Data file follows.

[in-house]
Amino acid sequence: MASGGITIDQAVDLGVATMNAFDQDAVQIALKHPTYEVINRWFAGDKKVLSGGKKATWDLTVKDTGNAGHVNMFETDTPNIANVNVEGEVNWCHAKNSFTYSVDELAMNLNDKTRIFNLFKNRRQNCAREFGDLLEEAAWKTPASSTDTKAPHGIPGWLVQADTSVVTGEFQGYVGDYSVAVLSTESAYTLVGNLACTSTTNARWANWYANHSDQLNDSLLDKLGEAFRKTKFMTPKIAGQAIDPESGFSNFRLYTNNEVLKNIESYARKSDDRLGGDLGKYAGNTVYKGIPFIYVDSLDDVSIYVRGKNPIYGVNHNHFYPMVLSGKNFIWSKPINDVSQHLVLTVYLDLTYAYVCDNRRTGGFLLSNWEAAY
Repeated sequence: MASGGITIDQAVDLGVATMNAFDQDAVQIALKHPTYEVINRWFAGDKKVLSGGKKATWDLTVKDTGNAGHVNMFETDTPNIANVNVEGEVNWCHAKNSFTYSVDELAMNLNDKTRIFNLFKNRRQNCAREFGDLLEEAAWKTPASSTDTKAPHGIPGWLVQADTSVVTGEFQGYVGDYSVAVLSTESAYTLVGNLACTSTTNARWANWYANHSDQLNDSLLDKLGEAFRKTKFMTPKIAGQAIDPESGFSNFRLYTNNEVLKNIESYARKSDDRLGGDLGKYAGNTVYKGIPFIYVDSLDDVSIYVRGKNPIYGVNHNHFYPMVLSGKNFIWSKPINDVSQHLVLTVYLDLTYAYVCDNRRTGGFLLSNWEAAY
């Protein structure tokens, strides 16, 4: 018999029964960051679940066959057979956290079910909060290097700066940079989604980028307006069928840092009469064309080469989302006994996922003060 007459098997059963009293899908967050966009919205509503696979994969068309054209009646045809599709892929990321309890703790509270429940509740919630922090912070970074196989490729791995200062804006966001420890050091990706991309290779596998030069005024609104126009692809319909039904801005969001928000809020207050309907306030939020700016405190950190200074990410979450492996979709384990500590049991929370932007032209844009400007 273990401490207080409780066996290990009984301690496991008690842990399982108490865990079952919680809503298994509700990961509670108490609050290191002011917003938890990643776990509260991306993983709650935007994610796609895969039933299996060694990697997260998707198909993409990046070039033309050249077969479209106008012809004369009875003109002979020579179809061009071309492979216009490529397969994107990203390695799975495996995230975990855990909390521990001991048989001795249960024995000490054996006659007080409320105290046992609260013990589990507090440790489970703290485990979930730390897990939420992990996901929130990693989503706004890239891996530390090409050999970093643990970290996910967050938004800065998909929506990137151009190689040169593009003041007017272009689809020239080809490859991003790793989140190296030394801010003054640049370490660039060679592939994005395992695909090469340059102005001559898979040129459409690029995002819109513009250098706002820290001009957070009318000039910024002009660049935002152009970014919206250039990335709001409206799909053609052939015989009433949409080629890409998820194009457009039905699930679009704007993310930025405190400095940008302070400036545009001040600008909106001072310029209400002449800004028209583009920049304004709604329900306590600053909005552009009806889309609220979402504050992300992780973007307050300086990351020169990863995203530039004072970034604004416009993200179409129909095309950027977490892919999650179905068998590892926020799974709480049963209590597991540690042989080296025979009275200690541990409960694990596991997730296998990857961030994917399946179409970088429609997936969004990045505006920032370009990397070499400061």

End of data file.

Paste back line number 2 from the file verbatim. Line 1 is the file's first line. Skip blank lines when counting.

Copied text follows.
Amino acid sequence: MASGGITIDQAVDLGVATMNAFDQDAVQIALKHPTYEVINRWFAGDKKVLSGGKKATWDLTVKDTGNAGHVNMFETDTPNIANVNVEGEVNWCHAKNSFTYSVDELAMNLNDKTRIFNLFKNRRQNCAREFGDLLEEAAWKTPASSTDTKAPHGIPGWLVQADTSVVTGEFQGYVGDYSVAVLSTESAYTLVGNLACTSTTNARWANWYANHSDQLNDSLLDKLGEAFRKTKFMTPKIAGQAIDPESGFSNFRLYTNNEVLKNIESYARKSDDRLGGDLGKYAGNTVYKGIPFIYVDSLDDVSIYVRGKNPIYGVNHNHFYPMVLSGKNFIWSKPINDVSQHLVLTVYLDLTYAYVCDNRRTGGFLLSNWEAAY